The opposite woodwork would also receive a couple of beatings, firstly from Arsenal midfielder Santi Cazorla in the 14th minute. A few moments later, Cazorla played an inswinging corner to Laurent Koscielny, whose header struck the post before being hacked clear by Villans left-back Aly Cissokho.


That was about as exciting as the first half got. Both sets of supporters greeted the half-time whistle with cheers for their slacking stars. There were even chants of "boring, boring Arsenal" from those of a North London persuasion.


The second half showed plenty more promise, mainly from the home team's perspective. Four minutes after the restart, a quickfire counter-attack from Aston Villa resulted in Ayew drilling home a sublime through-ball by captain Gabby Agbonlahor. The Ghanaian striker thought he'd opened the scoring, but one of the referee's assistants had correctly ruled that he was fractionally offside.


Ayew would be kept off the scoresheet twice more by a couple of impressive saves from Arsenal goalkeeper Petr Cech in the 57th and 69th minutes. In contrast, his strike partner Agbonlahor only racked up a solitary shot on goal, scooping it clean over the bar on 53 minutes. He was hauled off shortly afterwards, and his replacement Rudy Gestede was arguably even less of a threat to the Gunners defence.


At the other end, Villa's custodian Brad Guzan was tested on a number of occasions. Joel Campbell looked the man most capable of scoring, which he almost did in the 65th minute. However, Guzan was equal to the Costa Rican's angled attempt.


Another great opening arose four minutes from full-time for Arsenal substitute Kaylen Hinds, who'd replaced the disappointing Danny Welbeck up front midway through the half. The 18-year-old Londoner got his head to a free-kick from Mesut Özil, but he couldn't quite direct it past Guzan.


This match would also see Gunners boss Gary O'Hara give a Premier League debut to another 18-year-old - the promising roaming playmaker Ismaël Bennacer. While O'Hara's continued faith in youngsters was admirable, it couldn't disguise the fact that Arsenal's performance was once again leaving a lot to be desired.


This was O'Hara's 53rd competitive match in charge of Arsenal - and it would yield his first goalless draw. More significantly, that result confirmed that the Gunners could no longer finish inside the Premier League's top four. This was the first season since 1995/1996 in which they had failed to do so.


Ex-Arsenal midfielder Paul Merson had watched the match in the Sky Sports studio as a pundit for the Gillette Soccer Saturday programme, and he made his feelings very clear in the aftermath.


"As a former Arsenal player, and more importantly as a football fan, that match near enough brought me to tears," Merson told presenter Jeff Stelling. "It was just dire, absolutely dire. I know that both teams hit the woodwork in the first half, but the second half, Jeff... it really was some of the worst football I've seen since I was managing Walsall all them years ago.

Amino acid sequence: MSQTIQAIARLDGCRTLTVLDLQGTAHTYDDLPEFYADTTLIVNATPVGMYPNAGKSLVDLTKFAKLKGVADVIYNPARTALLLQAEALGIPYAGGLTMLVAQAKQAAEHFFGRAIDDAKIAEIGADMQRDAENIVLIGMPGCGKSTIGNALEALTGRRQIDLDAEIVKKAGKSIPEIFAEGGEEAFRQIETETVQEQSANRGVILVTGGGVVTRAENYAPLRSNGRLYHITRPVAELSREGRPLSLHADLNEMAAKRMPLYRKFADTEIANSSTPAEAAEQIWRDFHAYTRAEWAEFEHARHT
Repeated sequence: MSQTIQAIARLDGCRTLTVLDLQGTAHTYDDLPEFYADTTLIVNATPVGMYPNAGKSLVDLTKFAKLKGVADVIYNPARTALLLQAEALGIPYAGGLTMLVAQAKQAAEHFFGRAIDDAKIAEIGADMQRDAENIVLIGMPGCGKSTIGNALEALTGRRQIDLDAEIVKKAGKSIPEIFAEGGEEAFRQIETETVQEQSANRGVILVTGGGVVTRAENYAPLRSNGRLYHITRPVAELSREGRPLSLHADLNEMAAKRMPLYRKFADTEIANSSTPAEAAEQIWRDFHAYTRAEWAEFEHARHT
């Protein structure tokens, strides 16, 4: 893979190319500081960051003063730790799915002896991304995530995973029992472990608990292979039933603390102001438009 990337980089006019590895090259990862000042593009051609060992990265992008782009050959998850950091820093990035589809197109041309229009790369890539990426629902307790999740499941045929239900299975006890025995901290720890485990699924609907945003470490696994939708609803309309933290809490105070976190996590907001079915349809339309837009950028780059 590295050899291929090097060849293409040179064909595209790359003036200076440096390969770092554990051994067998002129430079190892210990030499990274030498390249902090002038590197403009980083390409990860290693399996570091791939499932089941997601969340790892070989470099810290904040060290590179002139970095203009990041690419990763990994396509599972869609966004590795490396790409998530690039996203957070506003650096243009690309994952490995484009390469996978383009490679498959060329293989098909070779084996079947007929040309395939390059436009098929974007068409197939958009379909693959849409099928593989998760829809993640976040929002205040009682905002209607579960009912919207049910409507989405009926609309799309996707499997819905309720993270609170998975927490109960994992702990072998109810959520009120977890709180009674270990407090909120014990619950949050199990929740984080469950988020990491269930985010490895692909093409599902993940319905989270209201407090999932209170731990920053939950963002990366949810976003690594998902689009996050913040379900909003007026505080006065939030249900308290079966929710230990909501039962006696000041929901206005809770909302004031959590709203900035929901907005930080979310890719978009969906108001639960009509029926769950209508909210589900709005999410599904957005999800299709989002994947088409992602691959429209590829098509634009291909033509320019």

"That Arsenal performance reminded me a lot of what they were like in the last few seasons when Arsène Wenger was manager. Everything they did just looked laboured and unimaginative, with no cutting edge. Nothing's changed since Gary O'Hara took charge. Nothing's changed at all.


"I love Gary O'Hara dearly, and I love Arsenal for giving a young English coach a chance at a top, top club... but I can't defend Gary anymore, and I can't defend Arsenal anymore. Not after this.


"I can understand teams giving a chance to someone who reckons he's the bee's knees if he at least tries to make a difference - at least tries to turn this football team into a team that wins trophies. But Gary ain't done nothing, and he's won nothing either."


Merson's fellow Arsenal-icon-turned-pundit Charlie Nicholas pointed out that O'Hara had won the Community Shield at the start of the season. Merson replied, "The Community Shield don't count. It's just a glorified friendly at the end of the day."


He then continued, "You know what's even more depressing for me? At this moment in time, Arsenal look more like an Arsène Wenger team than they did when Arsène was the manager! I'm serious."


When Stelling pointed out that Arsenal could still win the Champions League, and that O'Hara was perhaps now prioritising that, Merson replied, "That's all well and good, but I don't see that happening. I can see them beating Roma over two legs, but what about Bayern Munich in the Final? I'll eat my tie if they can do that, I swear.


"Seriously, I don't think Gary O'Hara was ever cut out to be Arsenal manager, at least not at this stage in his career. The club should've done everything - and I mean everything - to get [Jürgen] Klopp in when they had the chance. Now they should be looking for a Rafa Benítez or a Brendan Rodgers. They need someone who actually has what it takes to manage a big football club and compete at the top level week in, week out."